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Hollywood Insider The Life Ahead, Sophia Loren, Netflix, Oscars

Photo: ‘The Life Ahead’/Netflix

If there’s an actress right now worthy of the title “living legend”, it’s Sophia Loren.

An icon of Italian cinema and the Golden Age of classic Hollywood, Sophia Loren started her career 70 years ago in 1950 at the age of 16. In 1956 she signed a five-picture contract with Paramount Pictures, launching her international career acting opposite such names as Cary Grant, Anthony Perkins, and Clark Gable. Five years later, she made history as the first actor to win an Academy Award for a foreign-language performance in the movie Two Women. And throughout the 1960s, Loren—now known for both her dramatic talents and sultry good looks—was one of the most popular actresses in the world, appearing in both American and European films with prominent leading men like Charlton Heston, Paul Newman, Gregory Peck, and Marlon Brando.  

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Her career, intentionally, slowed down in the 70s and 80s as she chose to focus on her family, as well as both charity and entrepreneurial work (including being the first female celebrity to launch her own perfume in 1981). But she would continue to make occasional movie appearances over the years; my first memory of her was in 1995’s Grumpier Old Men, with Jack Lemmon and Walter Matthau

Now in 2020, 10 years after her last major Hollywood film Nine, Loren returns to screens with the new Netflix film The Life Ahead, directed by her son Edoardo Ponti. And at 86 she proves that she’s still got it, paired alongside a terrific debut performance.

Loren stars in the film alongside Ibrahima Gueye and Abril Zamora, who offer intense performances despite being relatively unknown actors. The film itself revolves around an aging Holocaust survivor (Loren) who takes in an unruly orphan (Gueye). Initially, I assumed this film would be a heartwarming tale of two misfits who find unexpected hope in each other, and boy, was I wrong. This film blew my expectations out of the water with its excellent story-telling, delightful performances, and a message of hope in darkness. 

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The Bonds We Forge Can Change Us Forever

Momo (Ibrahima Gueye) is a young Senegalese Muslim orphan and street kid living in a seaside town in Italy. Determined to survive, he’s not above robbing and stealing in the hopes of gaining favor with Ruspa (Massimiliano Rossi), a shady businessman and drug lord. And one of Momo’s recent targets is Madame Rosa (Loren), an elderly Auschwitz survivor and former prostitute who also makes a living babysitting children of sex workers.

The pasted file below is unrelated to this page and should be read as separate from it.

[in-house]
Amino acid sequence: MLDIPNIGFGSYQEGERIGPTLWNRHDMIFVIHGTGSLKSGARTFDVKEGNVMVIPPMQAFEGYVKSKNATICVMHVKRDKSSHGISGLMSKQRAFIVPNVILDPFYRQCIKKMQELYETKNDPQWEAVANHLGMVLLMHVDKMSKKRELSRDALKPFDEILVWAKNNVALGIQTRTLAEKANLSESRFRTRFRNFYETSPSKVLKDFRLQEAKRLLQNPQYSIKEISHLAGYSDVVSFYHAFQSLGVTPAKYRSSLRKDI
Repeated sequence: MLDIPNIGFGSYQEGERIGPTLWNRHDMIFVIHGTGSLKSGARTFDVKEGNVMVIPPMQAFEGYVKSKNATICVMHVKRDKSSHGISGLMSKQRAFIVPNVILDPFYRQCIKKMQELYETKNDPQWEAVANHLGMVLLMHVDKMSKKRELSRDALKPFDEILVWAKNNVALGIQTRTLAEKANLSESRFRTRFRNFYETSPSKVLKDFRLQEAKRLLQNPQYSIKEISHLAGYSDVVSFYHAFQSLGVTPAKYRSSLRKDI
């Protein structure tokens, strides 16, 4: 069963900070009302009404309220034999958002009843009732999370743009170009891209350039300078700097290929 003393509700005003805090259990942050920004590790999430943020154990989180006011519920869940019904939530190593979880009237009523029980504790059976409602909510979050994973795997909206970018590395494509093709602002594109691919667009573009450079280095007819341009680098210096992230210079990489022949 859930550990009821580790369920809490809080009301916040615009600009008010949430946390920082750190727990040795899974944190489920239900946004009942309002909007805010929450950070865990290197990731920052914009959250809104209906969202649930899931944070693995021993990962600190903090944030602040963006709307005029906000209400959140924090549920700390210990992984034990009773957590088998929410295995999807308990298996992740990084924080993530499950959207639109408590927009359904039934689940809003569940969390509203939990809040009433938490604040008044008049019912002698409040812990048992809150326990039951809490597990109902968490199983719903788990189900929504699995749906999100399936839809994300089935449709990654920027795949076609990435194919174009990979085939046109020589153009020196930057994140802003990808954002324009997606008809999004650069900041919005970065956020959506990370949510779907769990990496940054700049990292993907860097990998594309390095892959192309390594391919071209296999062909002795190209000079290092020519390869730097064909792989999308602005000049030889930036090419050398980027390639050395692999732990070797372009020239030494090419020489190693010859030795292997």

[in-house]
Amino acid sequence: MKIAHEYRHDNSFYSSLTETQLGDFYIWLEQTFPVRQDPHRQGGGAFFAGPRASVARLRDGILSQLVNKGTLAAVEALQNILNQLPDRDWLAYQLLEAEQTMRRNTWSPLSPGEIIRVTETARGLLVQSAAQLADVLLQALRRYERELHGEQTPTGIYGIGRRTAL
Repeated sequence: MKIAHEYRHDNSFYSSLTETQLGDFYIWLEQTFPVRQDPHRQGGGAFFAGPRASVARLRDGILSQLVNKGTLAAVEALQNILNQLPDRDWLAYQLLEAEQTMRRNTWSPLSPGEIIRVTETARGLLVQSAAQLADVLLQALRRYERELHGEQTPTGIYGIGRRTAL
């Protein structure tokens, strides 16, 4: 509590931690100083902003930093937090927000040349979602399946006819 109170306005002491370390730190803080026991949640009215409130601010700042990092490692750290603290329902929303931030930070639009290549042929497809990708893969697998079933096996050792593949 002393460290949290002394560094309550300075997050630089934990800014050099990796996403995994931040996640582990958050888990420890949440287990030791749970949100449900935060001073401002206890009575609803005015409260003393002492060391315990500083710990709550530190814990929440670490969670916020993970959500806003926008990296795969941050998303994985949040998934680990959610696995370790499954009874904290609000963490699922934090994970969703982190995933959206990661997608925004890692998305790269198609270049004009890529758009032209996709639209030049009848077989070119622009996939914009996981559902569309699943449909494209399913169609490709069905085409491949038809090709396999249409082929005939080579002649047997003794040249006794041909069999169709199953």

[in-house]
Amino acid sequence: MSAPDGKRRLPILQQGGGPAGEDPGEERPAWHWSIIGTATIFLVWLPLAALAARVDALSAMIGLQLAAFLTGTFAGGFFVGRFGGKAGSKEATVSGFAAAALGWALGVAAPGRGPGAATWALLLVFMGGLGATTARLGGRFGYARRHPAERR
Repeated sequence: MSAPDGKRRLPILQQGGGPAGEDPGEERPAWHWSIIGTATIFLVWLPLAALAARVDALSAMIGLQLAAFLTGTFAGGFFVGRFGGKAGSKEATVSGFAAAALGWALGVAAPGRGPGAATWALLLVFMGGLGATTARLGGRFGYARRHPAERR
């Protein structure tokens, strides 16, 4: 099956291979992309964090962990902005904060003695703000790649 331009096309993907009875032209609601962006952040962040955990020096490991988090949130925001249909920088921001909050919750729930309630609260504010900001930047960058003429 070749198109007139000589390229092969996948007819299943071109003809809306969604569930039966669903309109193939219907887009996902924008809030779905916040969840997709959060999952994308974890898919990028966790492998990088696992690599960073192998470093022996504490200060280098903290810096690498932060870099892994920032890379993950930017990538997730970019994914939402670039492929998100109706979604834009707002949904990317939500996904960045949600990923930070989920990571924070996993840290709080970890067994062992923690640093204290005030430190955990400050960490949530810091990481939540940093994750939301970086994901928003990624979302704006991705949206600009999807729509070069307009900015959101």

When Momo’s guardian—and Rosa’s friend and physician—Dr. Coen (Renato Carpentieri) catches him in the act, he begs Rosa to take Momo under her wing for a few months, believing that a strong, no-nonsense female figure who commands respect can set him straight. She initially refuses but ultimately accepts. At first, Momo is unruly and disrespectful to Rosa and the other kids under her care and starts working for Ruspa as a drug dealer.

But Rosa turns out to be just the right person in Momo’s life. As he becomes intrigued by her life and grows concerned over the illness gradually ravaging her mind, the two form an unlikely bond that will change their lives.

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Palpable Characters Make for a Convictive Narrative

At the heart of this story are the characters. Each character has a complex and emotional backstory that is told through snippets of dialogue. The script does an excellent job of taking its time; it allows each character to open up to the audience in a natural way. We first see them in their daily environment, allowing us to make our own judgments on their behavior and interactions with others. It is only after we feel like we know them that we are permitted to hear their story. Their story comes slowly as the film progresses, slipping out in everyday interactions or chores. For example, in the beginning of the film, Madame Rosa (Loren) is doing dishes with Momo (Gueye) when he notices a list of numbers tattooed on her arm.